The dose the man received was 11 millisieverts. Average annual dose from all sources ranges from 3mSv-6mSv depending on where you live, but some places from natural exposure can provide a much higher rate. So we’re looking at an exposure that’s not that much above background.

    It is generally agreed that the lowest known level of short-term exposure where an increase in cancer of any kind has been clearly detected has been detected is 100mSv. At this level, there is a 0.5% increase in the chance of developing a cancer – from say 40% to 40.2%. We really are talking low levels. Below that it becomes difficult to detect increases within the noise of the data. So at 11mSv we’re looking at possibly no increase, or one so small it’s undetectable.

    Or, we could look at a recent study that found a Excess Relative Risk of Acute Myeloid Leukaemia (AML) of 2.96 per Gray. (Gray is absorbed dose, Sievert is exposed dose; I’ll assume here for calculations they’re interchangeable). That means a virtually threefold increase per Sievert. This study is controversial in that it purported to show effects from radiation at very low levels, and according to an accompanying note probably overestimates, but I’ll use it anyway.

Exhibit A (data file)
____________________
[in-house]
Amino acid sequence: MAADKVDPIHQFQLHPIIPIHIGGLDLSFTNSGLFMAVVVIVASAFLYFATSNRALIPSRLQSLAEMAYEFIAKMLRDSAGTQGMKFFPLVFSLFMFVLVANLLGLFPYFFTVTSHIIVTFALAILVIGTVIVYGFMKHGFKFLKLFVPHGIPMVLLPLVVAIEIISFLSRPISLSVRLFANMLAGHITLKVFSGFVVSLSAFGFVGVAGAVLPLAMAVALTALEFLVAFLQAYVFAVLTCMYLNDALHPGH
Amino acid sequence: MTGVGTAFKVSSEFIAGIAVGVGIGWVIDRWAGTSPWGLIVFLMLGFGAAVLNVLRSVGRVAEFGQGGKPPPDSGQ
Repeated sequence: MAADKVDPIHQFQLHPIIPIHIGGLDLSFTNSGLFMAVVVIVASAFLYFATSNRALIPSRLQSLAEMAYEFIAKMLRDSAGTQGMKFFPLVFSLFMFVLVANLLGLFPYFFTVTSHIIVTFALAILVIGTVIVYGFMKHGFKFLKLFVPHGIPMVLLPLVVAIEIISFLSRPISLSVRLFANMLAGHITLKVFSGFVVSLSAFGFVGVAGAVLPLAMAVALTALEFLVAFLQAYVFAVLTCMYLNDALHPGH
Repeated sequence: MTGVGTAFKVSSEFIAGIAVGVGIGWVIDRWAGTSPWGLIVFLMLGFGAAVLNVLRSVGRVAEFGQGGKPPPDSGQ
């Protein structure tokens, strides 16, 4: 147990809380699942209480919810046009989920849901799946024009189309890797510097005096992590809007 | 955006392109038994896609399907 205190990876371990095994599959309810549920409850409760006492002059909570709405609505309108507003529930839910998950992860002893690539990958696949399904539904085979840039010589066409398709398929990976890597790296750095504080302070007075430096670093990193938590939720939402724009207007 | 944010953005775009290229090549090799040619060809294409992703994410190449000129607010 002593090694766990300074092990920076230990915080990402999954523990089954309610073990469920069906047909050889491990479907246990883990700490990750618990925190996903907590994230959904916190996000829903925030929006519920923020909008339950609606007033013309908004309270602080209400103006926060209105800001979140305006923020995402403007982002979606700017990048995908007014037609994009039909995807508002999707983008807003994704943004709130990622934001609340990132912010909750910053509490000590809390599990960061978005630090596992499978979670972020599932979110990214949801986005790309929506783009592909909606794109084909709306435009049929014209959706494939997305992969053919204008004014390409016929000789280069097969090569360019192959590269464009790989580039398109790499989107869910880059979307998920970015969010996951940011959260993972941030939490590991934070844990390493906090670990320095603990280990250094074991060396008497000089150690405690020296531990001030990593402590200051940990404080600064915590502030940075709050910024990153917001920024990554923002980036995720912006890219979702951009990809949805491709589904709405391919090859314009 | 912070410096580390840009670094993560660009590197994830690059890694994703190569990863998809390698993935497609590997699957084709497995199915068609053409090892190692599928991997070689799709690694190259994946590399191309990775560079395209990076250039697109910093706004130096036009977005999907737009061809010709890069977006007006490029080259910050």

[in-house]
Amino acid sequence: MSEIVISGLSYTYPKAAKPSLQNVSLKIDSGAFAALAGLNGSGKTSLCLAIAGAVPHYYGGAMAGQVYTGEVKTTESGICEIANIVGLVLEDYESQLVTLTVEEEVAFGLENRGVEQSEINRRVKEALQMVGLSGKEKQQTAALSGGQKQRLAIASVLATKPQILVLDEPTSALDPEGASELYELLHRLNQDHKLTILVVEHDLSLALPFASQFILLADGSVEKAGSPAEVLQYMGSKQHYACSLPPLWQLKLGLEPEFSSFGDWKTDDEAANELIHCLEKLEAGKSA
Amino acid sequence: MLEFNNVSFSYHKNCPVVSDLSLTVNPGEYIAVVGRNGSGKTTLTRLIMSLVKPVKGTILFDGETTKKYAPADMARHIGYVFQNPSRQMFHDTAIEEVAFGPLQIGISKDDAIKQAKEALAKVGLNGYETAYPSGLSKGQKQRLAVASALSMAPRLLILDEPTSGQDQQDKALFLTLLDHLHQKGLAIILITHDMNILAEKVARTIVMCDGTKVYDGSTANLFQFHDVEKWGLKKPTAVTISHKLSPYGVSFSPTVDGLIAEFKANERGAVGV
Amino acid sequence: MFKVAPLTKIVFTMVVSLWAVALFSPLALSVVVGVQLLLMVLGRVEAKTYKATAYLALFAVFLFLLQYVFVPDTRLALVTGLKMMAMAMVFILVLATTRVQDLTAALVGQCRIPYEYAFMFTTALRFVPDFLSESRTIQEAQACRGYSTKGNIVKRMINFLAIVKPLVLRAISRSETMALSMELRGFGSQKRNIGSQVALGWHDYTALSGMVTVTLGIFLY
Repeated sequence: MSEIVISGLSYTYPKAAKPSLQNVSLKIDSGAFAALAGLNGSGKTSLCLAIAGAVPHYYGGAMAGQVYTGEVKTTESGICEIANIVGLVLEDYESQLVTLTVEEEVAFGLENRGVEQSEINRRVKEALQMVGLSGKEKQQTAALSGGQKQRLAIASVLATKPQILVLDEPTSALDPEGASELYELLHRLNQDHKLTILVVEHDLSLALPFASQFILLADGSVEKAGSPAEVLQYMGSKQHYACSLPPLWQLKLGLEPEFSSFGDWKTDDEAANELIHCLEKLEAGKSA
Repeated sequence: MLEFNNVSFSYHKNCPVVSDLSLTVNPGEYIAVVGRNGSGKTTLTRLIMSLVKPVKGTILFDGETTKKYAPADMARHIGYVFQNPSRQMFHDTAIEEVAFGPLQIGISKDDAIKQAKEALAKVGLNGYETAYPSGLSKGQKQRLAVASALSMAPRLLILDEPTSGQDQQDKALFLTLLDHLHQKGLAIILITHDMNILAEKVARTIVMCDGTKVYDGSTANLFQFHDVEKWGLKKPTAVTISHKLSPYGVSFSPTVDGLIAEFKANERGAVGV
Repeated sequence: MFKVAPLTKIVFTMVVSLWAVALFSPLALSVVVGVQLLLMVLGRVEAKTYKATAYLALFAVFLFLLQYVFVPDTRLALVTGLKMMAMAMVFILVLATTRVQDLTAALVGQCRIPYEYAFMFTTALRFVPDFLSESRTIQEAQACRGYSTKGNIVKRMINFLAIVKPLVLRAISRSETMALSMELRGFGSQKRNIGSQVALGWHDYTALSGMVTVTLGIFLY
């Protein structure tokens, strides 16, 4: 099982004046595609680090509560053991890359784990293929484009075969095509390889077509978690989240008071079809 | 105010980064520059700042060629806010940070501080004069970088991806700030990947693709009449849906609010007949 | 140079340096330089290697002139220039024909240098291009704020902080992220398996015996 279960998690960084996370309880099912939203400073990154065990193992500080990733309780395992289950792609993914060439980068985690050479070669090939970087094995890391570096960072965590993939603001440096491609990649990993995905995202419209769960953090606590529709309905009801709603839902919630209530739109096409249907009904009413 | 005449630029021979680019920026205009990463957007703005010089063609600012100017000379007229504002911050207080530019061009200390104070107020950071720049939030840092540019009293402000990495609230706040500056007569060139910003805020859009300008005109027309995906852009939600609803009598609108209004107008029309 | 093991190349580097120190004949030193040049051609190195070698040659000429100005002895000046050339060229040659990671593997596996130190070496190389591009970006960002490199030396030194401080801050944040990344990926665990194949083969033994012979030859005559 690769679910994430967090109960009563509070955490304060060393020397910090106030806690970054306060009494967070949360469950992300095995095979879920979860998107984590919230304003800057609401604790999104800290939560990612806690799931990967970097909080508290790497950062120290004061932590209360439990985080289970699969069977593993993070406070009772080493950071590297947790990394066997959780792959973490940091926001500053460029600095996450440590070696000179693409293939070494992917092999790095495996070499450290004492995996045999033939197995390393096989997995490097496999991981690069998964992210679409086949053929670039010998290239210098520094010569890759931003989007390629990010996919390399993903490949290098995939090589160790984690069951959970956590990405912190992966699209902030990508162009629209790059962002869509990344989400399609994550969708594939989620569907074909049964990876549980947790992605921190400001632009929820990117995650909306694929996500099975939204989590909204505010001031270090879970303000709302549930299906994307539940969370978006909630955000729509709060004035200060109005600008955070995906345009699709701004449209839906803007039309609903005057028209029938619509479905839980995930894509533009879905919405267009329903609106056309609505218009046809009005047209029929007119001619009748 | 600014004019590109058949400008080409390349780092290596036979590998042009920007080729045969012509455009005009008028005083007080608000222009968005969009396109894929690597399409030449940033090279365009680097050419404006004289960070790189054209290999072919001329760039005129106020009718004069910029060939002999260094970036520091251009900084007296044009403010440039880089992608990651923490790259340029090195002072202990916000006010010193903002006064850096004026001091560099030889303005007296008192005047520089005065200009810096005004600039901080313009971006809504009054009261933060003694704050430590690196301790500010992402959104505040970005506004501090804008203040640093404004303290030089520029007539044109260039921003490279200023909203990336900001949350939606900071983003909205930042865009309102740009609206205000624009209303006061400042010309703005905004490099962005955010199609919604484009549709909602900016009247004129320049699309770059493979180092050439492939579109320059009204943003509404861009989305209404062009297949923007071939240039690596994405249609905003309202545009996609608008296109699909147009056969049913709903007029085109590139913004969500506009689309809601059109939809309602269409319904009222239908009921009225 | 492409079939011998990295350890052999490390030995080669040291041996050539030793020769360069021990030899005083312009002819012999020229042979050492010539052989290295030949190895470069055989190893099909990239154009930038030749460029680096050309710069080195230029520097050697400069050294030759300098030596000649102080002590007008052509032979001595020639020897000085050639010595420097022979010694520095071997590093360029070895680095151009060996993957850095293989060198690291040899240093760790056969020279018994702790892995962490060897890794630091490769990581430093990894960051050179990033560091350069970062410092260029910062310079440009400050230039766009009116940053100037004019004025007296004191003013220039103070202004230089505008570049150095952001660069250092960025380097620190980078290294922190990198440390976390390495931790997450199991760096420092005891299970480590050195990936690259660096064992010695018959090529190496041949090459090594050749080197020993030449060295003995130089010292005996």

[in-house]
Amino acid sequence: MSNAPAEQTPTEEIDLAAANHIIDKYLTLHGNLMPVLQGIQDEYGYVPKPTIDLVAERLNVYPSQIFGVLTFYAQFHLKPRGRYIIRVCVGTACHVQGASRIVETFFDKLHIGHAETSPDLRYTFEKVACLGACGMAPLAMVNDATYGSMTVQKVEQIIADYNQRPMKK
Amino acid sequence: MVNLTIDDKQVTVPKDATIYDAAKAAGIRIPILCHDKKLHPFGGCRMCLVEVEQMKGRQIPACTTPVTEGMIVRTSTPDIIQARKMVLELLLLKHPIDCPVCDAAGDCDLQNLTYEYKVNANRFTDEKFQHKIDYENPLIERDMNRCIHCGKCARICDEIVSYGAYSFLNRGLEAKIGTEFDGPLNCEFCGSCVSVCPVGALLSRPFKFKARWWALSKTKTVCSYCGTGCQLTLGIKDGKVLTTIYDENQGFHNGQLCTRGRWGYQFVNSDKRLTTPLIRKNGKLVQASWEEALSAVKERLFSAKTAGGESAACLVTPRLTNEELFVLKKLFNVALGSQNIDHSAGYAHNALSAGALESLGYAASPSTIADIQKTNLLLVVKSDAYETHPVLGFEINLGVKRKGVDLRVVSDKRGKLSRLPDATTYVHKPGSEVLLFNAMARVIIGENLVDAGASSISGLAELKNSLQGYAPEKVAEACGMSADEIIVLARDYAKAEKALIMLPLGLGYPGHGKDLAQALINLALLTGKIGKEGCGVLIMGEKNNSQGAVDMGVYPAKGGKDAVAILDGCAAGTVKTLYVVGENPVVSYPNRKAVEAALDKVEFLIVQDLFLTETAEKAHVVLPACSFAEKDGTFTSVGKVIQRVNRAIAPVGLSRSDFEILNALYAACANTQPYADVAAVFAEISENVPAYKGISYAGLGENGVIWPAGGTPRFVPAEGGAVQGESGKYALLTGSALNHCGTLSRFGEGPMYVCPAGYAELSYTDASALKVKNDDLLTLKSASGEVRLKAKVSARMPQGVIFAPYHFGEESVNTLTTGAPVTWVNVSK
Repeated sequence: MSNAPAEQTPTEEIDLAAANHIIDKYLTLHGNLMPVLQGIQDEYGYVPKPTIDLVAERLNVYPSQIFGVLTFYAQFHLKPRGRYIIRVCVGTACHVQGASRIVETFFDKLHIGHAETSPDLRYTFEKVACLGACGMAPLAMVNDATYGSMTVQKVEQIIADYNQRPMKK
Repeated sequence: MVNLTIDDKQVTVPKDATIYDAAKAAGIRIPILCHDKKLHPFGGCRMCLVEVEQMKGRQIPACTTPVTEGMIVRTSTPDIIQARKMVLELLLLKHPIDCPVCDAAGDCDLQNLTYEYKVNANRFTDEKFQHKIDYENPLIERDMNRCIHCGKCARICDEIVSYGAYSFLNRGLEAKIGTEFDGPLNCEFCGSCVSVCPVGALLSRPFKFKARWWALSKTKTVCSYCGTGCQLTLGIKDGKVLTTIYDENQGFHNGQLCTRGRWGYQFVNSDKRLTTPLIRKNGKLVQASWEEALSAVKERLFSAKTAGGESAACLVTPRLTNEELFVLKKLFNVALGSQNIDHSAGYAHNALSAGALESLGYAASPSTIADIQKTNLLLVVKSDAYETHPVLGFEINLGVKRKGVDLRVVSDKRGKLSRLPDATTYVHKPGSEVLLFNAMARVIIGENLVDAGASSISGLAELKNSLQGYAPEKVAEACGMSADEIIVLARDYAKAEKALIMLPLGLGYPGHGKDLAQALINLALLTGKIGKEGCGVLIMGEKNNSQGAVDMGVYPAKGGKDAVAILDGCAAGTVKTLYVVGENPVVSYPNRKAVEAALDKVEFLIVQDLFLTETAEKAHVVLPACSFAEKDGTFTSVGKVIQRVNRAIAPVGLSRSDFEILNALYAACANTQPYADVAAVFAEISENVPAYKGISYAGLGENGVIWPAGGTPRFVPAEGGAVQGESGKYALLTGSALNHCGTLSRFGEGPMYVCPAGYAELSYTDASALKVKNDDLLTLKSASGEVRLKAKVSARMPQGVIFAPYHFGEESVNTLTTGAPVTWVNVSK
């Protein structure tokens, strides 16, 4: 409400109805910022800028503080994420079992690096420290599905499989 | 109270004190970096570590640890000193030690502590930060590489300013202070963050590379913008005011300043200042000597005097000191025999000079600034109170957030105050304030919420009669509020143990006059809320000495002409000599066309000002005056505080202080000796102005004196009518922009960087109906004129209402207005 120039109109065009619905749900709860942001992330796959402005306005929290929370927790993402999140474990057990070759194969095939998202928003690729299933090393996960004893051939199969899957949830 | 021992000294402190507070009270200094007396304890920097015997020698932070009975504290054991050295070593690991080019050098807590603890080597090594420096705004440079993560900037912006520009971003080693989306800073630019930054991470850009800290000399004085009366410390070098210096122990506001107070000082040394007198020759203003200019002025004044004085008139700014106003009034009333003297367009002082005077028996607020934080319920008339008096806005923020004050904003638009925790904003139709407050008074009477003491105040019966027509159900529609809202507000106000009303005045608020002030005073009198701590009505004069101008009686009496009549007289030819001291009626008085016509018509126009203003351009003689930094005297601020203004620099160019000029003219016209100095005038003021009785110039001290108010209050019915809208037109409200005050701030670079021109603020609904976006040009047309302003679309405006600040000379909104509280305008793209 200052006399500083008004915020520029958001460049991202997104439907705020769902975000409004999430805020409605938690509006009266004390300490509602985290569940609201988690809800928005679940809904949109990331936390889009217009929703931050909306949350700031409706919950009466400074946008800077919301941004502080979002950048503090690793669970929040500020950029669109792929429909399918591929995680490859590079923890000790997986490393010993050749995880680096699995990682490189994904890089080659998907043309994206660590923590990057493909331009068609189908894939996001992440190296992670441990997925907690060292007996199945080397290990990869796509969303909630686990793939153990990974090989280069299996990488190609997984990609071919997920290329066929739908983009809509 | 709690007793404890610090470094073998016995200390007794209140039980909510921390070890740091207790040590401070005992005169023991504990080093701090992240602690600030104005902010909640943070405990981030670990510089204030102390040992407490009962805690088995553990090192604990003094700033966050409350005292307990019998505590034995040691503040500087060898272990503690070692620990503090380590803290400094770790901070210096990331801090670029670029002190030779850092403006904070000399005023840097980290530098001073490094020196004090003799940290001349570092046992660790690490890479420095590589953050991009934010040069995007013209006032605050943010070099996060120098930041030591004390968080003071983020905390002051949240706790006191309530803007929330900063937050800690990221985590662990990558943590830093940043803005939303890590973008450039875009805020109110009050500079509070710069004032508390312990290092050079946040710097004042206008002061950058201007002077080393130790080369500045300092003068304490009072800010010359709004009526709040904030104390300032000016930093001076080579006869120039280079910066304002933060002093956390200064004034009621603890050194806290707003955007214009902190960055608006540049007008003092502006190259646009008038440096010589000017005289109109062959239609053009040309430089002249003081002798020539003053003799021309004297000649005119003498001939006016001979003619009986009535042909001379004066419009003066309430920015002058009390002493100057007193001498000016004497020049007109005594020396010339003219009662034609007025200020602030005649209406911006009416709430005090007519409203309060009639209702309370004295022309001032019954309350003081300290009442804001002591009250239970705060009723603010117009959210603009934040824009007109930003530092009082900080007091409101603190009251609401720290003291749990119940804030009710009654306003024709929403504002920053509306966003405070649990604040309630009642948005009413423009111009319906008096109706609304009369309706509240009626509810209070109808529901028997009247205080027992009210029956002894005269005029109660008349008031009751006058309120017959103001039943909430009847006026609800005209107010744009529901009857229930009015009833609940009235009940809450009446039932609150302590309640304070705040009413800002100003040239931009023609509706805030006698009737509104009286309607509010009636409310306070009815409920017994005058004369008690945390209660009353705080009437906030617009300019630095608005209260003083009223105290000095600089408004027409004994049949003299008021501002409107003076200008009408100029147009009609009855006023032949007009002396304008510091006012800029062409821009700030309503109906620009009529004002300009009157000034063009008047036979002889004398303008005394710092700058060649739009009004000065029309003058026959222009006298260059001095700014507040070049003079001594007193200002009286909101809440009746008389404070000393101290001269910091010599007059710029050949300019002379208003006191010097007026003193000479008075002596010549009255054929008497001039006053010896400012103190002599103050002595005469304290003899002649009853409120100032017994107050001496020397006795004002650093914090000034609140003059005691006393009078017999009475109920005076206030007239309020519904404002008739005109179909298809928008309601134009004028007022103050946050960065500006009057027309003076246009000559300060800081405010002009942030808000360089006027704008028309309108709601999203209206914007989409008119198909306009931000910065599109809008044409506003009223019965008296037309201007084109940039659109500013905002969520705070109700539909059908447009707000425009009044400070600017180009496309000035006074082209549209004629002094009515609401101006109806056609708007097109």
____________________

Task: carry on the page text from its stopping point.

5 British men (as an example) in 1000 develop AML leukaemia. Thus 1000 men exposed to a 1 sievert dose would therefore probably produce 15 cases – an extra 10 cases that could be said are probably the result of radiation, although precisely which of the 15 cases were radiogenic we could not tell (as far as I understand there are no clearly distinct markers of radiogenic leukaemia identified). On the other hand, one could say any case of leukaemia following this exposure would more likely than not be the result of radiation. Using the linear model the paper supports, 100 mSv would produce (2.96/10) * 5 =1.48 extra cases, ie between one and two extra cases per 1000 over a lifetime. Here most cases of leukaemia (5 out of 6) are not the result of leukaemia. Because of the yearly variation in leukaemia, it would ordinarily be difficult to establish statistically below this level that any rise in leukaemia had occurred. The study I’m using uses massive numbers to show an effect below this level, and it’s been disputed.